Restriction of non-white immigration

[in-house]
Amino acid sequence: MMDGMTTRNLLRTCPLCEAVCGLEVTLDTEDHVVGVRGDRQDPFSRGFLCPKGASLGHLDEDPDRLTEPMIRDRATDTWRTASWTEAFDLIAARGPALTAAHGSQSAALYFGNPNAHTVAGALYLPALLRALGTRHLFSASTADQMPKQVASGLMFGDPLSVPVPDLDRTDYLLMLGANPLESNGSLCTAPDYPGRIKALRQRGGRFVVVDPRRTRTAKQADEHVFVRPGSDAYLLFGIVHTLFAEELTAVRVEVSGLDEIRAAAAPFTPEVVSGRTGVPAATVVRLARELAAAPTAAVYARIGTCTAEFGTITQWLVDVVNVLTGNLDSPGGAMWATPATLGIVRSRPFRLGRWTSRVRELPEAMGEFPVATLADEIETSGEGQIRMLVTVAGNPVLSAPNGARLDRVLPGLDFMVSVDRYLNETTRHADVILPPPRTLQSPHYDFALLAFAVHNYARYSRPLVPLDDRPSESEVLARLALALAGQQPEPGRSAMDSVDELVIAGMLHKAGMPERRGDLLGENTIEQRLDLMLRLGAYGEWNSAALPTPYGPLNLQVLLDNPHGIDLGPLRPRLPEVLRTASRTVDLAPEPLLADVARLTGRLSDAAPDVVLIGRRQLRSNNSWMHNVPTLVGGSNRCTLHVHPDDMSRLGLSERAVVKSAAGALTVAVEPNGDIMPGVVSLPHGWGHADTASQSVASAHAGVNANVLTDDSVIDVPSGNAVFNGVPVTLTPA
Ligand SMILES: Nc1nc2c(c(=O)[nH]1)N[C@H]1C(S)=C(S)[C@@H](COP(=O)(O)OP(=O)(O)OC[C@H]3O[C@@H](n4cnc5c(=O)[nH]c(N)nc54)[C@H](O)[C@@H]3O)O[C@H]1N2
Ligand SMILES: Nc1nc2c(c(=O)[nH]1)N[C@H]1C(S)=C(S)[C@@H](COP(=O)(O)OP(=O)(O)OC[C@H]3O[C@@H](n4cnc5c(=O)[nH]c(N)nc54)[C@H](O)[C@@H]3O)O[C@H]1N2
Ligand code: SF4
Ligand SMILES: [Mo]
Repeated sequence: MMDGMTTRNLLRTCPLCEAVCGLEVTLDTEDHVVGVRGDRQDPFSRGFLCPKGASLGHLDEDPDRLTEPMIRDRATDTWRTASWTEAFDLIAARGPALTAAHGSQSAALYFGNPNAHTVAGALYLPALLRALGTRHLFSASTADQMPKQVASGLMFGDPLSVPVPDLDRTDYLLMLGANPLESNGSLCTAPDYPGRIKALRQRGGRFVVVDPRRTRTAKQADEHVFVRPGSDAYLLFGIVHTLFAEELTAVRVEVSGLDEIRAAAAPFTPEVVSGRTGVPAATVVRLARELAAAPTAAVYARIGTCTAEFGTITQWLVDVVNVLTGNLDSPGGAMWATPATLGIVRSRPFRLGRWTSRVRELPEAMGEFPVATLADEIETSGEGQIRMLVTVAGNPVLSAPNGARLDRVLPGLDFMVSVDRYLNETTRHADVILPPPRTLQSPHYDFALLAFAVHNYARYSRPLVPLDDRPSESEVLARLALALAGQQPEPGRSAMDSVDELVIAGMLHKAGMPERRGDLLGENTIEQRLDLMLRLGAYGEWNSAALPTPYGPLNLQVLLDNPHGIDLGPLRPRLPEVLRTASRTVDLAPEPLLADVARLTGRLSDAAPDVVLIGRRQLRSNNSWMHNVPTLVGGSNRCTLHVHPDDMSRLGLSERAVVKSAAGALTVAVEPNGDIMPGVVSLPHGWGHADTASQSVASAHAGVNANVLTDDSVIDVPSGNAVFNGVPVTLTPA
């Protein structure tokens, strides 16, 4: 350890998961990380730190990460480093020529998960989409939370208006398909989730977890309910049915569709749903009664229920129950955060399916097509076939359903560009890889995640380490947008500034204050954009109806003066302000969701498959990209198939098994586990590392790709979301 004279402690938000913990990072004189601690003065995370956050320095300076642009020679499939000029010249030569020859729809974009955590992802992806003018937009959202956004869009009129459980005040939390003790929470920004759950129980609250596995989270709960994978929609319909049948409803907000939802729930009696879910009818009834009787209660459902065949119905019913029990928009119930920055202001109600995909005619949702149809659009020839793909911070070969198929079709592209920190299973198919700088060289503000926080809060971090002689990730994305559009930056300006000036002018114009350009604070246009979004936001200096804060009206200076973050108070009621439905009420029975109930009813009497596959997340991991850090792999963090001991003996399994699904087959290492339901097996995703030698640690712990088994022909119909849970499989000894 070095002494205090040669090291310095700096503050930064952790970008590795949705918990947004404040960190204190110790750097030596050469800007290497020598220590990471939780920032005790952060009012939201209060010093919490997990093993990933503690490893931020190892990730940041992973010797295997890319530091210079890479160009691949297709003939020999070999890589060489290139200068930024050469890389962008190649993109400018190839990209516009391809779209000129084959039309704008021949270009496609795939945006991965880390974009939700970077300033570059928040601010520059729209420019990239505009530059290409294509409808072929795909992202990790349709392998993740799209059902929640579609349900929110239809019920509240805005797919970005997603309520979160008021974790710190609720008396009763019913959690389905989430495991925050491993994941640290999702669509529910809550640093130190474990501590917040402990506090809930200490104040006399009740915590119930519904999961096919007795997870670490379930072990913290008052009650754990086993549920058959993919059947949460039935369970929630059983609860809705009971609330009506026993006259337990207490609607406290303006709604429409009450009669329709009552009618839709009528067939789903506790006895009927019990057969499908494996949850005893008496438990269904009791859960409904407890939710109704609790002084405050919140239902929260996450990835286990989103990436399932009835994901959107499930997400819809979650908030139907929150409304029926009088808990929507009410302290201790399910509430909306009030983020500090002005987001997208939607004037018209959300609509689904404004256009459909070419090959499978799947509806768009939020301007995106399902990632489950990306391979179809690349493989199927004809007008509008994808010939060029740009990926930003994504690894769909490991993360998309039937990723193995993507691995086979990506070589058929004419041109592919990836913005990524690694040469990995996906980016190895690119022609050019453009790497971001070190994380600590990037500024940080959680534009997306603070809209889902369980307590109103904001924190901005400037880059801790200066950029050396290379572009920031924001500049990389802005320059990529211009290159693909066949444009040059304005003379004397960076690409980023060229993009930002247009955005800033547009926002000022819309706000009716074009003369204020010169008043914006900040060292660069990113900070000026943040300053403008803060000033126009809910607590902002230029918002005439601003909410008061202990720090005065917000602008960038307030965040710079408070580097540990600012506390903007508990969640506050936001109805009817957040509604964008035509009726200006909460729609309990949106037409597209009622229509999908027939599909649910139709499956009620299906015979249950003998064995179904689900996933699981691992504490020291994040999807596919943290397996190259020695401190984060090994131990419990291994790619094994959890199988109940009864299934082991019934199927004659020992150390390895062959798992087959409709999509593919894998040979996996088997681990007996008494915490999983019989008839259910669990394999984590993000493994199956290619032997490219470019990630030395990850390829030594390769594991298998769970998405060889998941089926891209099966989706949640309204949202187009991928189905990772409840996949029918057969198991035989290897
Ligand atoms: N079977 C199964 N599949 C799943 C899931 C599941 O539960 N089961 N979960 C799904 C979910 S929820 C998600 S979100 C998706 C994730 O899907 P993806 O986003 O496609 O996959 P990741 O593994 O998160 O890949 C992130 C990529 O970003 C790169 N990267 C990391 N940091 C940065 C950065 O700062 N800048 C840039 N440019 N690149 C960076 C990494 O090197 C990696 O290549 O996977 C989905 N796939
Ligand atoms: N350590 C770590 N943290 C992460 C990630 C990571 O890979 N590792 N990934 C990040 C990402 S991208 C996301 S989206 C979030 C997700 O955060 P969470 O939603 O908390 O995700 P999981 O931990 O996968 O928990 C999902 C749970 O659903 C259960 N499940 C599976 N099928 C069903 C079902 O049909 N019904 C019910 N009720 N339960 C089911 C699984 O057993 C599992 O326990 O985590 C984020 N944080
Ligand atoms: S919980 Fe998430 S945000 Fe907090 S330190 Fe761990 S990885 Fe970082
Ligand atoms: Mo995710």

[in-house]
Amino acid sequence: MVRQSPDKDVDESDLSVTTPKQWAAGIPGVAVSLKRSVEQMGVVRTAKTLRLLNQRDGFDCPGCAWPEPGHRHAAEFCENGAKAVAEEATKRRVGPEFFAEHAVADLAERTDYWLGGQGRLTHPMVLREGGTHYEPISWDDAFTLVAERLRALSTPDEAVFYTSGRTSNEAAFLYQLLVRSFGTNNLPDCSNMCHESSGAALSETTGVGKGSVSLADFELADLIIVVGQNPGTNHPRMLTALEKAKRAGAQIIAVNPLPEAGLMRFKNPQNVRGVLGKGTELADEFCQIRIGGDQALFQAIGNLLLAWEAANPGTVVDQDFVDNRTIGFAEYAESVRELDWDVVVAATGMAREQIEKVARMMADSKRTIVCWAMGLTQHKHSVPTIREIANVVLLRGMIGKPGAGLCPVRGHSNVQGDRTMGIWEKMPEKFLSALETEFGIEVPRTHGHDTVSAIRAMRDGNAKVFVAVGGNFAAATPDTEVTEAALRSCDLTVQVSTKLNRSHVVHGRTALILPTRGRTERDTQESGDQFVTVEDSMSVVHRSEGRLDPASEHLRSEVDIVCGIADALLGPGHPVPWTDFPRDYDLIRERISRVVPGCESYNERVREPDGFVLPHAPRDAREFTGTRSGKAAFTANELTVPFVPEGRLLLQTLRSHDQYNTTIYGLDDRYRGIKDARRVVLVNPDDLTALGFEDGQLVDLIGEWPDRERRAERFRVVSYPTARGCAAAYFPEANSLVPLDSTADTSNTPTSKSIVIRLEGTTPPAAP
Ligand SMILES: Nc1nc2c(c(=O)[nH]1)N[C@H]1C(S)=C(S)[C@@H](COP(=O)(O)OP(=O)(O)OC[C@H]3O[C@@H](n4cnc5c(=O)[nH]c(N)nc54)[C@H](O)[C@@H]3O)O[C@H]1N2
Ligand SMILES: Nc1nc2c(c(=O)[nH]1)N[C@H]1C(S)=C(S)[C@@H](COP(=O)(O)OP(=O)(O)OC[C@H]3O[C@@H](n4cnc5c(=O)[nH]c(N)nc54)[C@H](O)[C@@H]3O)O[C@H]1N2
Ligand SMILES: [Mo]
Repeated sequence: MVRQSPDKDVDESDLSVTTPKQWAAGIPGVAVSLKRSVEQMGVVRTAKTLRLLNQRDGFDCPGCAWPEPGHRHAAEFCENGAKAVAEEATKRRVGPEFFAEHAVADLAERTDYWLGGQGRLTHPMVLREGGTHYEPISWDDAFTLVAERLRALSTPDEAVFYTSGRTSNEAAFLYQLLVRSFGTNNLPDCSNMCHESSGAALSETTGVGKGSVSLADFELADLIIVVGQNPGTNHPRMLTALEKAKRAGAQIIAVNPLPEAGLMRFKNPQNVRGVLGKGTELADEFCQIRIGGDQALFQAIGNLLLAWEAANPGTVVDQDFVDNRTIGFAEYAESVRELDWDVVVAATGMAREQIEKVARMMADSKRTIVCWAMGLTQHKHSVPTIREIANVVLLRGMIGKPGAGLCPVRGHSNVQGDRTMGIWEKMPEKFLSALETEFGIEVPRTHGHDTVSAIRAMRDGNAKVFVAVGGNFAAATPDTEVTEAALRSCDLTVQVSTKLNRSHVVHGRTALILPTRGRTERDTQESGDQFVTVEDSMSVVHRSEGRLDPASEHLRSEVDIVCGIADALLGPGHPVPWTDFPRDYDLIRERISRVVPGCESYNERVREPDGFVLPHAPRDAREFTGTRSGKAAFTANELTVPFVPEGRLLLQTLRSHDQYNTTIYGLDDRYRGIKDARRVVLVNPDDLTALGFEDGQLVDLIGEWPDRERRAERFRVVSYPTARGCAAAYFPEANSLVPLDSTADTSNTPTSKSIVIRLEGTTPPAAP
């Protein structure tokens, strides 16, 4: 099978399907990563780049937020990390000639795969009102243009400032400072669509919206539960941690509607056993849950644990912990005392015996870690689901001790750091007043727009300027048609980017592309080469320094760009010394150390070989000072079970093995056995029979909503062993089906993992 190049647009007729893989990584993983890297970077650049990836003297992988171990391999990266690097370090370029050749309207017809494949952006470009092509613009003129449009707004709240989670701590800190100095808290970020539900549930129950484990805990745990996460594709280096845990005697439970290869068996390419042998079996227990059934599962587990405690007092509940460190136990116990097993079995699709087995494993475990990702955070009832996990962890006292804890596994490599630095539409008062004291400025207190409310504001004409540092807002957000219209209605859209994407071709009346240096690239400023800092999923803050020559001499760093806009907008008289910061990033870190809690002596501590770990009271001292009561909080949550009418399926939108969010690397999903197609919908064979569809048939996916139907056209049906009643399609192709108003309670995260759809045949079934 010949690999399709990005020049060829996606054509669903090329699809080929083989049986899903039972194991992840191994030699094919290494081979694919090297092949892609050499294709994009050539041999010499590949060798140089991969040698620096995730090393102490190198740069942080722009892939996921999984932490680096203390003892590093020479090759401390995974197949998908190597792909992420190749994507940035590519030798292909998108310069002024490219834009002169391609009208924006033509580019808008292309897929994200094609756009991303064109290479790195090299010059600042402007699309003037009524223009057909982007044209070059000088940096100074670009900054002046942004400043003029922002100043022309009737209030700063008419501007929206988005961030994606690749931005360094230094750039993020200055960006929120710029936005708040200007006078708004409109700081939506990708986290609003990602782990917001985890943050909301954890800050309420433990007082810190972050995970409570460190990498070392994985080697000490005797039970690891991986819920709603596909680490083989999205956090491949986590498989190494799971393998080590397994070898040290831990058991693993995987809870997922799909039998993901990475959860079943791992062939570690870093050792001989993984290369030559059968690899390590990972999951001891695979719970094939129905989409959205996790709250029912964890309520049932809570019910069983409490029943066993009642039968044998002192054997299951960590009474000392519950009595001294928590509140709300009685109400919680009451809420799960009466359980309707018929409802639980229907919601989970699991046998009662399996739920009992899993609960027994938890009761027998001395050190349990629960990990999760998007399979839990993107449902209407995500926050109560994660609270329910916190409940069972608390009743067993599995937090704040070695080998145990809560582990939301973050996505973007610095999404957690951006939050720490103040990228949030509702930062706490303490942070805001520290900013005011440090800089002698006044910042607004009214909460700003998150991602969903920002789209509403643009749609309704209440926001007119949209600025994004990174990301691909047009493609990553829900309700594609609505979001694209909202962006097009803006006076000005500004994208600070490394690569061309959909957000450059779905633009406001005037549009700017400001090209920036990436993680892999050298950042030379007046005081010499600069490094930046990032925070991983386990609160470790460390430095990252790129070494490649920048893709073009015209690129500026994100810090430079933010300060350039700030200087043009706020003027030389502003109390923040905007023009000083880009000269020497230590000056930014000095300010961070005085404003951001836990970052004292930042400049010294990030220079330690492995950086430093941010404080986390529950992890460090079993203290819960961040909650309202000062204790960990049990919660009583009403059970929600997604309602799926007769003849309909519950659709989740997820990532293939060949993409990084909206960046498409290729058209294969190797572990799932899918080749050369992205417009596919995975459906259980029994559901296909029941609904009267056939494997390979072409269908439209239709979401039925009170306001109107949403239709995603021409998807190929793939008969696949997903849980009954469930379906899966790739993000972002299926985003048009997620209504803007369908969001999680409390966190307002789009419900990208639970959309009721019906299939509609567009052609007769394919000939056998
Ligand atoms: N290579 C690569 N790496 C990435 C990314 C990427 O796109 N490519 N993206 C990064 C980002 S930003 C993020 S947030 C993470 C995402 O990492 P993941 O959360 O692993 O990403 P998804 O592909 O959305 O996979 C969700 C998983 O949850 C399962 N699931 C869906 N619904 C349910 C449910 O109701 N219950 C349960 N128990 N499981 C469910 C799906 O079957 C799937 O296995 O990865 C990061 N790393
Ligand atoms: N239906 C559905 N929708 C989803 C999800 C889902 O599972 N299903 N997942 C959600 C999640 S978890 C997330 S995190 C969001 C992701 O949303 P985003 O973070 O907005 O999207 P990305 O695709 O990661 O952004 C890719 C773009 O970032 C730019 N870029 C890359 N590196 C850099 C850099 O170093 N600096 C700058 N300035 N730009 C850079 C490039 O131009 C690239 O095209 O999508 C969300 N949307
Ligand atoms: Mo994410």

Prior to the era of explicit racial ideologies, immigration had never emerged as a serious problem in international relations. After this, however, a growing public pressure to maintain what was called "racial purity" against "inferior beings of colour" led to the creation of exclusion laws designed to erect a "colour bar" and thereby restrict non-white immigration. Central and South American states all protested against the so-called "Yellow Peril" and imposed laws to limit immigrants from Japan, China and other Asiatic countries. South Africa created similar laws of racial exclusion which, in turn, served as the basis for other discriminatory statutes designed to establish control by a white-minority regime.